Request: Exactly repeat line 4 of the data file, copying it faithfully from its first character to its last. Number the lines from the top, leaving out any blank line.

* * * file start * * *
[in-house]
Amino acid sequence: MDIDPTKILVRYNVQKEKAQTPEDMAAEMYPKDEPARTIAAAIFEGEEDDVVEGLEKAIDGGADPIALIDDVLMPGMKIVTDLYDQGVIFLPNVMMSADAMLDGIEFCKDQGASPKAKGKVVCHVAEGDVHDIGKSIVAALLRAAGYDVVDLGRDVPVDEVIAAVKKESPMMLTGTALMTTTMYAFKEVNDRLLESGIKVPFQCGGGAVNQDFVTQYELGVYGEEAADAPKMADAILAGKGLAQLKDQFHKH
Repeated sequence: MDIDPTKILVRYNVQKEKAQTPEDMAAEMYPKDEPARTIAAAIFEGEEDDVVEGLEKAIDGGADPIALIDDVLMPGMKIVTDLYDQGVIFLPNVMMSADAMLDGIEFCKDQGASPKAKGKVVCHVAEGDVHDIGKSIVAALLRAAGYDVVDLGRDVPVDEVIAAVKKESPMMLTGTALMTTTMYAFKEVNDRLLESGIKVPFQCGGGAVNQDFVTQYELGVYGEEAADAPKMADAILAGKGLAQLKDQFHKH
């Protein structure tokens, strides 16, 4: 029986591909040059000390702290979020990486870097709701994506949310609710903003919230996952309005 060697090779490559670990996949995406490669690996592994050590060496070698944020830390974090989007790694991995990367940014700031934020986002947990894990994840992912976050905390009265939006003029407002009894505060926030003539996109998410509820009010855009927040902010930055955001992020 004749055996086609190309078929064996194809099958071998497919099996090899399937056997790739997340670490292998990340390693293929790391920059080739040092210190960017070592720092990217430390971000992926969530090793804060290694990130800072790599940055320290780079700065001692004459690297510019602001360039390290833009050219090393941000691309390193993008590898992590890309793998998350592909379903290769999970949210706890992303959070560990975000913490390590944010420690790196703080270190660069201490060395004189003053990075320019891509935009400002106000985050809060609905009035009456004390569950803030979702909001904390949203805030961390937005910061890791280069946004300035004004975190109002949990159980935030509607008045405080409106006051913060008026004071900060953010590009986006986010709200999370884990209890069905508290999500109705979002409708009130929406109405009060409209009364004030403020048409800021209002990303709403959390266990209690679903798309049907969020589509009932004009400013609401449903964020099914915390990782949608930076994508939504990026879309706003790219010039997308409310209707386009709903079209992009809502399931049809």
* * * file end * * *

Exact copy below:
């Protein structure tokens, strides 16, 4: 029986591909040059000390702290979020990486870097709701994506949310609710903003919230996952309005 060697090779490559670990996949995406490669690996592994050590060496070698944020830390974090989007790694991995990367940014700031934020986002947990894990994840992912976050905390009265939006003029407002009894505060926030003539996109998410509820009010855009927040902010930055955001992020 004749055996086609190309078929064996194809099958071998497919099996090899399937056997790739997340670490292998990340390693293929790391920059080739040092210190960017070592720092990217430390971000992926969530090793804060290694990130800072790599940055320290780079700065001692004459690297510019602001360039390290833009050219090393941000691309390193993008590898992590890309793998998350592909379903290769999970949210706890992303959070560990975000913490390590944010420690790196703080270190660069201490060395004189003053990075320019891509935009400002106000985050809060609905009035009456004390569950803030979702909001904390949203805030961390937005910061890791280069946004300035004004975190109002949990159980935030509607008045405080409106006051913060008026004071900060953010590009986006986010709200999370884990209890069905508290999500109705979002409708009130929406109405009060409209009364004030403020048409800021209002990303709403959390266990209690679903798309049907969020589509009932004009400013609401449903964020099914915390990782949608930076994508939504990026879309706003790219010039997308409310209707386009709903079209992009809502399931049809």